Putting Your Show in the Best Light
Flip a switch, light a room. We do it every day, right? Lighting a show is a whole different animal. It’s a detailed and highly technical process that includes using the best technology and the right equipment to deliver the best result for the client. It’s also pretty cool.
Lighting design is customized to each show. The lighting and rigging teams must take the size of the room, the design of the set, and the personality of the show into consideration when putting together the right lighting treatments.
Bartha’s lighting and rigging departments do constant research to ensure that we are offering clients the best, most advanced technology. That includes watching trends in the industry, reading reviews of new equipment, and getting hands-on at trade shows like Lighting Design International (LDI).
Leaner and Greener
An emerging trend in event lighting is the desire for a greener experience. “We had a client recently who asked us to meet a certain energy threshold,” said lighting department head Billy Davidson.
In order to meet those green standards for the entire production—including lighting—Bartha consulted with a green-initiative company.
The challenge of reducing power consumption was carefully thought out and implemented, with custom-designed, greener lighting treatments. “The mantra is smaller, faster, brighter,” Davidson said of the newer energy-efficient technology.
The lighting team used lights called ‘airstars’ to reduce the wattage required to light the room. Each airstar can replace 12-18 traditional lights because it’s designed to emit light over a larger area. “The airstar is effectively a 360 degree instrument,” Davidson said. “We used 12,000 watts instead of 144,000 watts and achieved a better result.”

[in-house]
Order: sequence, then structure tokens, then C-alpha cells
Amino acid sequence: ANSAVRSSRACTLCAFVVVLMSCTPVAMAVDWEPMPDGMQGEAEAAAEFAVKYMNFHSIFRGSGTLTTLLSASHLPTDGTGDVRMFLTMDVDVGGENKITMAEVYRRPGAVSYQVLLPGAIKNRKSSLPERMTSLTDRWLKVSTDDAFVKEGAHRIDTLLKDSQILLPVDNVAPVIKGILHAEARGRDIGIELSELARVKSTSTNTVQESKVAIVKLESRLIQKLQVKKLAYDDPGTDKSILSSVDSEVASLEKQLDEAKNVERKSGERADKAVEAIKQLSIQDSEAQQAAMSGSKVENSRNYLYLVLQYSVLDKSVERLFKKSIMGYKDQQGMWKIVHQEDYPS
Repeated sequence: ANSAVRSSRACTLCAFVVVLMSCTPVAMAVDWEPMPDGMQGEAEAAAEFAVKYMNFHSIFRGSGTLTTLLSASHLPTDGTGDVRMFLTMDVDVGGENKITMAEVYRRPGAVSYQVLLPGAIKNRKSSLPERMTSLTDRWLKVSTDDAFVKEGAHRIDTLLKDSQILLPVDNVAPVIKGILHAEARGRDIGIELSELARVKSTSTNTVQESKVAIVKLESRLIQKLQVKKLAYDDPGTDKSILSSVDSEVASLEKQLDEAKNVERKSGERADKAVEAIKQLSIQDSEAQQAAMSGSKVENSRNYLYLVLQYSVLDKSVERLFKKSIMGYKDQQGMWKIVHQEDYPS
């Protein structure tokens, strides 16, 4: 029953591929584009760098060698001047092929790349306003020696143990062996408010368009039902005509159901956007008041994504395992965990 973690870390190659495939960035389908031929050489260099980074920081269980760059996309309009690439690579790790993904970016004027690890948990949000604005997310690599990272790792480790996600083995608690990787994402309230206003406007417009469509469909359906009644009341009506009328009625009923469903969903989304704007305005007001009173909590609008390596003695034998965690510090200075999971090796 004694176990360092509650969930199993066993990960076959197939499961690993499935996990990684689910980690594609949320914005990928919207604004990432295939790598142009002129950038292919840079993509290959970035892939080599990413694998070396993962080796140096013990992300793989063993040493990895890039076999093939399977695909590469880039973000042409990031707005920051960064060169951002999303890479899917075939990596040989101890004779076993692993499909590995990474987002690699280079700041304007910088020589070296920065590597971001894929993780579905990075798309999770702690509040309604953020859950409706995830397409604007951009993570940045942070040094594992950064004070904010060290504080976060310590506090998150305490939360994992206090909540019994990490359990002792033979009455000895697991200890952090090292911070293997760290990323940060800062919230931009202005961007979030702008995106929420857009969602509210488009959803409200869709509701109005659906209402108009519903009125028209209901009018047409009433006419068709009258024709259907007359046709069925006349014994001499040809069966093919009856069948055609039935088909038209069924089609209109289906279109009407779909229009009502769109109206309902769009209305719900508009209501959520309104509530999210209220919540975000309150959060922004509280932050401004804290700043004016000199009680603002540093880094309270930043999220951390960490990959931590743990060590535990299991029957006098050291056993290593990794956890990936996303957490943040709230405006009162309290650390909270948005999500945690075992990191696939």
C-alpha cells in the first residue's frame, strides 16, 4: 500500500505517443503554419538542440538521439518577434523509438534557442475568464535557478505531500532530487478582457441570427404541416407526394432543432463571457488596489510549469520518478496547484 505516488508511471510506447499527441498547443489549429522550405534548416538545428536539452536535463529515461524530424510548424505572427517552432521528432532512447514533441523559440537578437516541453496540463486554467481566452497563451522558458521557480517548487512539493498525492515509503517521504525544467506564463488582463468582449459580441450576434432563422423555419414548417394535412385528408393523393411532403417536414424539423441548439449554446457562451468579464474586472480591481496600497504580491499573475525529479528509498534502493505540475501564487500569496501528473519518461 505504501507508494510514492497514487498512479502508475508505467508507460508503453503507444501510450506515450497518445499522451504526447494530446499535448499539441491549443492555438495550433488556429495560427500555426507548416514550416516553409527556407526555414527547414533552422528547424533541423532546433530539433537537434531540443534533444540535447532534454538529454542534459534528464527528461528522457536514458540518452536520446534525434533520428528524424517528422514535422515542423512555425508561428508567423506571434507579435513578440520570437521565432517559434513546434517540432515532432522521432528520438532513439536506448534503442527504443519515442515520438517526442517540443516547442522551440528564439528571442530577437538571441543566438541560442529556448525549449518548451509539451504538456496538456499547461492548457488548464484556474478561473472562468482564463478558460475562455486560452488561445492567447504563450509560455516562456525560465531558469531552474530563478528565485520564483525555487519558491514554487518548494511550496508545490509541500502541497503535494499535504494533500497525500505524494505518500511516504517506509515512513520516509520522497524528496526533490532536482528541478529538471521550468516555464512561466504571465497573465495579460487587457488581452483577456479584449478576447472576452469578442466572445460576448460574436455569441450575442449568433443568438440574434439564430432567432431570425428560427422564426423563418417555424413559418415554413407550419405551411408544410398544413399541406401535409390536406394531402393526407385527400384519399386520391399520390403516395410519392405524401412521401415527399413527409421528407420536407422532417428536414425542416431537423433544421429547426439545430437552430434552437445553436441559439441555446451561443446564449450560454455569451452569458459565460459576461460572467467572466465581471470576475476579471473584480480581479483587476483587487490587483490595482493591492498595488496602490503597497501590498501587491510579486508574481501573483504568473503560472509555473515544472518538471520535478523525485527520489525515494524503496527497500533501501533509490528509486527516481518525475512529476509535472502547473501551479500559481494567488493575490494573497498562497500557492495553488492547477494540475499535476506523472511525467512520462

The emphasis on greener production was a first for that particular client, and the successful outcome was the result of a true collaborative effort between the client and the Bartha team.
The Right Light
Although there’s some pretty cool technology out there, not all live up to the hype. Through exhaustive research, the team reviews and determines what will best meet the needs of Bartha’s clients and productions.
“There are always certain technologies that get a lot of buzz around them for good or bad,” Davidson said. “Part of what you have to do is separate the fanboyism from what it really does.”
One of those new instruments caught Davidson’s eye recently, but the acquisition of it was carefully considered to ensure that it was the right purchase.
The light offered “a great narrow beam—really tight—to the point where you had to be careful not to point it at stuff, or use it in smaller rooms, or it could cause a fire. A warning actually comes with it,” he said. “It looks great on big shows, but we do more than that, so I couldn’t justify the cost.”
He kept researching the technology though, and found an even more versatile light made by the same manufacturer, best-in-industry Clay Paky. With the ability to provide both a highly-focused beam with sharp edges as well as a wide open beam, the hybrid Mythos “does everything the other one does, but you can also use it in smaller rooms. This makes sense for us.
“The advantage of using that style of light,” he said, “is that when you can concentrate the light in that really tight beam, it gives you a really cool look.
“With other lights, you see the effect of what they’re shining on, but with these really tight beams, the beam itself is an effect. Especially when there’s haze in the room, when that light moves through it, it’s a set piece that I can move around myself.”
Now that’s cool.